Quebec is pledging to do more to reduce waste in the province and some coming changes will have direct effects on people and their wallets.
After a report from Quebec’s environmental watchdog called waste management efforts disappointing, the environment minister touted an ambitious plan – too ambitious, some say.
“It’s a big change we’re confirming today,” Quebec Environment Minister Benoit Charette told a press conference Wednesday morning.
Quebec is planning to implement a deposit system for every drink container between 100 milliliters and 2 liters. Consumers will pay between 10 and 25 cents extra for each beverage, but the government will refund the money once the containers are returned to the store or another drop-off point.
“When we talk about this kind of reform in environments, we were quite later. We had to catch up with the rest of the country and we had to catch up with other countries also,” said Charette.
It’s part of Quebec’s response to a report released Tuesday by the province’s environmental watchdog the BAPE.
After nearly a year of investigation, the report concluded that Quebec’s efforts to reduce waste in the province were nowhere near reaching its goals, and said action was needed to keep landfills from overflowing.
The idea is to put the onus on the drink companies to pick up and recycle their own stuff.
“We have to create an environment where it’s easy to waste less and that environment is by putting emphasis on fees for producers, the companies that actually produce the waste,” said Colleen Thorpe, director of the environmental advocacy group Equiterre.
Some people Global News spoke with said they’ll have no issue bringing milk cartons and other items back to the store.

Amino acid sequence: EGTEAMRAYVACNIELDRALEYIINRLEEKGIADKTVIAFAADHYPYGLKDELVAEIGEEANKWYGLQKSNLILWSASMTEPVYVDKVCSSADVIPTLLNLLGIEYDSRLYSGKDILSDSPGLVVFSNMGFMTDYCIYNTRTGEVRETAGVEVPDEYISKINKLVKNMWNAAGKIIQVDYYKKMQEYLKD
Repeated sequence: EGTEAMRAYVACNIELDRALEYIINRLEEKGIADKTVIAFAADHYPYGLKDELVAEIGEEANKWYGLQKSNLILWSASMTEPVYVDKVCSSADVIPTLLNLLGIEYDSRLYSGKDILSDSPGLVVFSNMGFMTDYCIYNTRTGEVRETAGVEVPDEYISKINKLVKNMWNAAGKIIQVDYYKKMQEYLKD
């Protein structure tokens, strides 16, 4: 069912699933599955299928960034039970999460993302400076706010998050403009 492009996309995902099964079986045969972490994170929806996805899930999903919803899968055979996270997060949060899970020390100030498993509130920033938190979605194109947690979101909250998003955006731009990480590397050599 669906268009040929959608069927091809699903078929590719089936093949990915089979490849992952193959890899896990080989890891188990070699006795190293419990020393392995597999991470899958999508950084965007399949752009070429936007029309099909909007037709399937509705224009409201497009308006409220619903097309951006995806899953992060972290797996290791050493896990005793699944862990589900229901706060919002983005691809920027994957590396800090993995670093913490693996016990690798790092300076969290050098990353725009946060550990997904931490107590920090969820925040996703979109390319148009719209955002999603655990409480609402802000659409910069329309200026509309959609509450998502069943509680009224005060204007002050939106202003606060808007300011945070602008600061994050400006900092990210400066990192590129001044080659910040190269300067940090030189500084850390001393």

“Yeah I think it’s worth the level of inconvenience that it requires, you should be bringing your own bags anyway, so it’s easy to throw some stuff in if you’re on the way to the store anyway,” said Madeleine Jackson while shopping at the Intermarché grocery store at Mont Royal and Boyer in the Plateau.
The owner of the store, however, is outraged.
“We don’t have room for that, and we don’t have employees to do it,” said Franck Henot.
He said he just installed self-checkouts because he can’t find enough employees for the store. He showed Global News a small room in the store’s basement that’s used to store beer bottles people return to get their deposits back.
He fears he’ll need to store mountains of milk cartons and other containers in his store before they get picked up, and he worries about the smell they’ll bring, especially in the summer.
“It’s unbelievable,” he said of the plan, wondering why the government is giving stores that have struggled through throughout the pandemic extra responsibility.
Quebec is hoping to see the new system in place within 10 months, but beverage companies are asking for more time. They cite labour shortages, supply chain issues, and complex equipment that will need to be purchased from outside the country.
“It’s not that we don’t want to do it. We just want to do it properly,” said Martin-Pierre Pelletier of the Canadian Beverage Association, which represents Coke, Pepsi, Nestle and other large beverage manufacturers.
The Canadian Retail Council, which represents most big grocery chains, is also asking for more time to implement the system.
“Given the complexity of the regulation and especially the supply chain issues due to the pandemic, those would have an impact for sure on the production and installation of the required machinery to manage all that,” said Francis Mailly, director of government relations at the Canadian Retail Council’s Quebec branch.
However, the government and environmentalists are steadfast, saying to solve a big problem, a big effort is needed.